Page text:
But hey, I'm also the guy in favour of offing Cersei by means of a random stumble down a staircase after a night of heavy drinking (Just because she has figured out a prophecy and saved herself from scheming younger queens and little brothers, shouldn't mean she's impervious to everything else. The thing about prophecies is that you never know where you've got them, and by placing a disproportionate focus on avoiding the fate that was prophecized, she makes herself vulnerable to death by completely unrelated means, an implication that's rarely given attention in this type of plots). My preferences on how the story could explore alternative outcomes of the classic plot lines it has set up may not be entirely realistic.

I've always believed that the purpose of the Others was to draw a parallel with our reality . We all face global warming,no matter where and who we are, and it is an existential threat to humanity itself. Only by banding together and "fighting the enemy" can we defeat it. AGOT came out in 1996, when it was still massively ignored, but now, in 2020, it's become more relevant than ever, and GRRM is still building up the threat posed by the Others. I've always felt that he created the Others to make us reflect on global warming.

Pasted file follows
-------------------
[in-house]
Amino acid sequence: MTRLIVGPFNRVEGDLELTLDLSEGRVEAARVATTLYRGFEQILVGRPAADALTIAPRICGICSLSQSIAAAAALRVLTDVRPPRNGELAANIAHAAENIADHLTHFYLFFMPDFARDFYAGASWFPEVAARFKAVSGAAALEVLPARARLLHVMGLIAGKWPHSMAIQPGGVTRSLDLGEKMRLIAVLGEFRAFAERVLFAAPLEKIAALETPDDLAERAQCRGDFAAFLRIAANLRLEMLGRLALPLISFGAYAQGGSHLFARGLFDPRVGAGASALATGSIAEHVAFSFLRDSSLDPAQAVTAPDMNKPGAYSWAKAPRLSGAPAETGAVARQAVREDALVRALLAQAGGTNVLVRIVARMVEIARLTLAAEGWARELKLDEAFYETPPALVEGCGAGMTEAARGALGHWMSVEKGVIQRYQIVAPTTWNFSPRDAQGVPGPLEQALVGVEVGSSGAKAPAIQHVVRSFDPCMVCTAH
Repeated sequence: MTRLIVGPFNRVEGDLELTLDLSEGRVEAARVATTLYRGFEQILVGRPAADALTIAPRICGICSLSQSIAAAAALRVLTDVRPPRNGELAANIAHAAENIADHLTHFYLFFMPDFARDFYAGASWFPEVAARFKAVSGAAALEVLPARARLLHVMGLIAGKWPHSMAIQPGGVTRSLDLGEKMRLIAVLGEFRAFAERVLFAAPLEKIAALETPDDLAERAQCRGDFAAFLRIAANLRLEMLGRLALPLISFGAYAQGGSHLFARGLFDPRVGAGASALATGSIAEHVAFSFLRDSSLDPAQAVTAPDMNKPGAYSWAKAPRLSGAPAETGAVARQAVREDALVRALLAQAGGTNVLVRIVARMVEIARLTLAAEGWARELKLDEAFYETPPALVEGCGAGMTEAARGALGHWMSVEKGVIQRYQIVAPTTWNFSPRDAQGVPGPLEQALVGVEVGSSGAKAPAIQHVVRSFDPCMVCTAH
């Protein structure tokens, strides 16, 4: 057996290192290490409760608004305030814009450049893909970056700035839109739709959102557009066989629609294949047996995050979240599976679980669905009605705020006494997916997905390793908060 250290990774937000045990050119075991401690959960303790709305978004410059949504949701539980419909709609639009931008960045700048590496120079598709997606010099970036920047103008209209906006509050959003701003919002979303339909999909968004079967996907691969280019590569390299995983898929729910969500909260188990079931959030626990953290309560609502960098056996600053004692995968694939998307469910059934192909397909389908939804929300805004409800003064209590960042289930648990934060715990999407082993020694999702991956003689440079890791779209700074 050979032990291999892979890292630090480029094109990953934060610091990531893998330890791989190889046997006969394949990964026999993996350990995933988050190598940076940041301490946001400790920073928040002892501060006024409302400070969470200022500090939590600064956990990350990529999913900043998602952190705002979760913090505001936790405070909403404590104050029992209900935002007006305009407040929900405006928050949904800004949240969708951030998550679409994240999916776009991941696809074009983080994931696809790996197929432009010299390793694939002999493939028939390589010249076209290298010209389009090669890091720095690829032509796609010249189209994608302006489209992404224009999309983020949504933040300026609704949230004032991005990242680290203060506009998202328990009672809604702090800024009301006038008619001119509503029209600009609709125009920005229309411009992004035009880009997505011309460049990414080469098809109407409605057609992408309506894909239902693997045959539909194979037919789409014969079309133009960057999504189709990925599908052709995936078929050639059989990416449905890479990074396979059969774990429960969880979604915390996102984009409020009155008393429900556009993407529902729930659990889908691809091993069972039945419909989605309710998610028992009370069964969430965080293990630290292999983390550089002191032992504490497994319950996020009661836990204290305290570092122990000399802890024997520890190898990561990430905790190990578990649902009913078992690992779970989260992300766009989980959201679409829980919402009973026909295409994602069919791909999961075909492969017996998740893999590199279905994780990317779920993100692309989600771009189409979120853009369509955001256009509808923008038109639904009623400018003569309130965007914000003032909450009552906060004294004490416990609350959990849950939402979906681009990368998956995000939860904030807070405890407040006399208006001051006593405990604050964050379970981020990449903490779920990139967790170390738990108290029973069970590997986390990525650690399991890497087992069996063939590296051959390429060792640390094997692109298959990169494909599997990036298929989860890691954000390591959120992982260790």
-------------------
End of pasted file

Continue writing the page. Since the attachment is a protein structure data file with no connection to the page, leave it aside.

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1 hour ago, Kyll.Ing. said:

But hey, I'm also the guy in favour of offing Cersei by means of a random stumble down a staircase after a night of heavy drinking

:thumbsup: That would be a way better ending than, say... beeing killed by a falling rock. :P

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14 hours ago, Kyll.Ing. said: